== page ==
Medical and dental uses

Casein-derived compounds are used in tooth remineralization products to stabilize amorphous calcium phosphate (ACP) and release the ACP onto tooth surfaces, where it can facilitate remineralization.

Controversies

Autism

Casein has been documented to break down to produce the peptide casomorphin, an opioid that appears to act primarily as a histamine releaser. Some research indicates that this casomorphine aggravates the symptoms of autism. A 2006 review of seven studies indicated that, although benefits were seen in all studies from the introduction of elimination diets (e.g., casein-free or gluten-free) in the treatment of autism spectrum disorders, none of the studies were performed in a manner to create an unbiased scientific opinion. Preliminary data from the first and only double-blind randomized control trial of a gluten- and casein-free diet "indicated no statistically significant findings even though several parents reported improvement in their children." Although research has shown high rates of use of complementary and alternative therapies (CAM) for children with autism, including gluten and/or casein exclusion diets, the evidence for efficacy of these diets is currently unsubstantiated.[9]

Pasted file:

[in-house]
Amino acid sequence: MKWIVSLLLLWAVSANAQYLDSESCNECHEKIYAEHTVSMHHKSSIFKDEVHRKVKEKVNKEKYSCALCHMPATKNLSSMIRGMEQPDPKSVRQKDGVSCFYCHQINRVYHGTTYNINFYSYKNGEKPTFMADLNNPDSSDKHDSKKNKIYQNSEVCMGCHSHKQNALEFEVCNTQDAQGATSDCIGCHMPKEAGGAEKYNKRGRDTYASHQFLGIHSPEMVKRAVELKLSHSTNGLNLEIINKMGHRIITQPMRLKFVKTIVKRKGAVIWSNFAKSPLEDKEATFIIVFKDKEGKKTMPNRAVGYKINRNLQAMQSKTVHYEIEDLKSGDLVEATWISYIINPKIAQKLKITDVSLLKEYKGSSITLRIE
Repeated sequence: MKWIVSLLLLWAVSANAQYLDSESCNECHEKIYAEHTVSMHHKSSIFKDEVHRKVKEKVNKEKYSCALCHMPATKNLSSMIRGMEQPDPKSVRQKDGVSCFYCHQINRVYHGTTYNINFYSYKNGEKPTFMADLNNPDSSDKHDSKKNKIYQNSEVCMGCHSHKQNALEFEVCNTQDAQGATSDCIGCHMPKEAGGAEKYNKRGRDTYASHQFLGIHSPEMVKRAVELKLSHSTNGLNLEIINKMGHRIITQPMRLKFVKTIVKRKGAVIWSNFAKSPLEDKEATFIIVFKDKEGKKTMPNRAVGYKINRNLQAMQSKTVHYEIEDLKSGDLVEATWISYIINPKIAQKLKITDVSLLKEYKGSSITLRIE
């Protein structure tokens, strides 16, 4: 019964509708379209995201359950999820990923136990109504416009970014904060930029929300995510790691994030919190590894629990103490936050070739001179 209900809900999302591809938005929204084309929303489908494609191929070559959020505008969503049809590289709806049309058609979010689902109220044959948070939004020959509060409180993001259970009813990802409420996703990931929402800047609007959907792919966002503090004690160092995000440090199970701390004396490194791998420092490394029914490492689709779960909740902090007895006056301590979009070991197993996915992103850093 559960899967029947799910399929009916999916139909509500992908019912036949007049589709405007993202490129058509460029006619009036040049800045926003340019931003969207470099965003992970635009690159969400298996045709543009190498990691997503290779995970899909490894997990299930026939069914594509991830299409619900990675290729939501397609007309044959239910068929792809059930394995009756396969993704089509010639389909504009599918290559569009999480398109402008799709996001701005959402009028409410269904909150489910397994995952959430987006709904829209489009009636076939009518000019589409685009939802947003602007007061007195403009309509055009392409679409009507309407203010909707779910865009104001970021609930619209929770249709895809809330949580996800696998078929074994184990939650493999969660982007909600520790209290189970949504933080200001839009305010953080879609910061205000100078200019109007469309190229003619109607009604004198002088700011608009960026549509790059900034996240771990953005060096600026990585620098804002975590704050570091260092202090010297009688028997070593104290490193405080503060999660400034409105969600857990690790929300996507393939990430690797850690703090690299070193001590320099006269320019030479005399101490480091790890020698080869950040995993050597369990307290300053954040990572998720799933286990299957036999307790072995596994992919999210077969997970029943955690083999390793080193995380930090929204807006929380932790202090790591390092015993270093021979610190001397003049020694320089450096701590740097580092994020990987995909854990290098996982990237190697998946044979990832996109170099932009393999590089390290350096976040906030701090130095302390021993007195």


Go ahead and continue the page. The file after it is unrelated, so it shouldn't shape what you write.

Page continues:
A1/A2 beta caseins

Four casein proteins make up about 80% of the protein in cow's milk. One of the major caseins is beta-casein, of which there are several types, but "A1" and "A2" are the most common. According to Food Standards Australia New Zealand (FSANZ),[10] certain breeds of cows, such as Friesians, produce mostly A1 milk, whereas other breeds, such as Guernseys, as well as sheep and goats, produce mostly A2 milk.

FSANZ also reports despite some hypotheses that consumption of A2 milk "provides levels of protection to consumers from autism in children as well as schizophrenia, diabetes and heart disease", the scientific evidence for such claims is "very limited".[10] Additionally, the European Food Safety Authority carried out a literature review in 2009 concluding "a cause and effect relationship is not established between the dietary intake of BCM7, related peptides or their possible protein precursors and non-communicable diseases" (see A2 milk). Studies supporting these claims have had significant flaws, and the data are inadequate to guide autism treatment recommendations.

Cancer